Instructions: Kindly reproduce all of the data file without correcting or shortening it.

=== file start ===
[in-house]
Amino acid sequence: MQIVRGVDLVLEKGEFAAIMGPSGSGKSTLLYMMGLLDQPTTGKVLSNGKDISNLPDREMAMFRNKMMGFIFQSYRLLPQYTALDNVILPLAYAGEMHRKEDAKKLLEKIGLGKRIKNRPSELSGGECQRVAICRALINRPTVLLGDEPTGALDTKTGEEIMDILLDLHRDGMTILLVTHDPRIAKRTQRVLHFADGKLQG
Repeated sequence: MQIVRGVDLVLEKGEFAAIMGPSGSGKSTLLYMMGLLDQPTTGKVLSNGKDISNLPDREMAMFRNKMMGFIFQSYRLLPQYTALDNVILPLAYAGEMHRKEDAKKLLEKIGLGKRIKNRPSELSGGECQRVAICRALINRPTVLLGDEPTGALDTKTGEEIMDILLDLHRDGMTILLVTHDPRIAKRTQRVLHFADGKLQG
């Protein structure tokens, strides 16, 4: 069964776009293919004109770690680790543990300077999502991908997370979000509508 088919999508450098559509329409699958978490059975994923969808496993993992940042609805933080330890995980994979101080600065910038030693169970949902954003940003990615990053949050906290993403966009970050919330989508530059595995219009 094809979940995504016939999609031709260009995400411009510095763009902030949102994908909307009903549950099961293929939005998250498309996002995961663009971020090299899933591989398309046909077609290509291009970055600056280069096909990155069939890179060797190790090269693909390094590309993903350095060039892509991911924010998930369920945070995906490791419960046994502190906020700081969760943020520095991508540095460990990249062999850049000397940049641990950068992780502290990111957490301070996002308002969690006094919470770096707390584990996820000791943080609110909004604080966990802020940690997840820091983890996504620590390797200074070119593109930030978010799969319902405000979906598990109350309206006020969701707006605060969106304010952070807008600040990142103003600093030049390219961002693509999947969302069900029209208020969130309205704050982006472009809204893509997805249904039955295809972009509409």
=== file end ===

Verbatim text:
[in-house]
Amino acid sequence: MQIVRGVDLVLEKGEFAAIMGPSGSGKSTLLYMMGLLDQPTTGKVLSNGKDISNLPDREMAMFRNKMMGFIFQSYRLLPQYTALDNVILPLAYAGEMHRKEDAKKLLEKIGLGKRIKNRPSELSGGECQRVAICRALINRPTVLLGDEPTGALDTKTGEEIMDILLDLHRDGMTILLVTHDPRIAKRTQRVLHFADGKLQG
Repeated sequence: MQIVRGVDLVLEKGEFAAIMGPSGSGKSTLLYMMGLLDQPTTGKVLSNGKDISNLPDREMAMFRNKMMGFIFQSYRLLPQYTALDNVILPLAYAGEMHRKEDAKKLLEKIGLGKRIKNRPSELSGGECQRVAICRALINRPTVLLGDEPTGALDTKTGEEIMDILLDLHRDGMTILLVTHDPRIAKRTQRVLHFADGKLQG
């Protein structure tokens, strides 16, 4: 069964776009293919004109770690680790543990300077999502991908997370979000509508 088919999508450098559509329409699958978490059975994923969808496993993992940042609805933080330890995980994979101080600065910038030693169970949902954003940003990615990053949050906290993403966009970050919330989508530059595995219009 094809979940995504016939999609031709260009995400411009510095763009902030949102994908909307009903549950099961293929939005998250498309996002995961663009971020090299899933591989398309046909077609290509291009970055600056280069096909990155069939890179060797190790090269693909390094590309993903350095060039892509991911924010998930369920945070995906490791419960046994502190906020700081969760943020520095991508540095460990990249062999850049000397940049641990950068992780502290990111957490301070996002308002969690006094919470770096707390584990996820000791943080609110909004604080966990802020940690997840820091983890996504620590390797200074070119593109930030978010799969319902405000979906598990109350309206006020969701707006605060969106304010952070807008600040990142103003600093030049390219961002693509999947969302069900029209208020969130309205704050982006472009809204893509997805249904039955295809972009509409």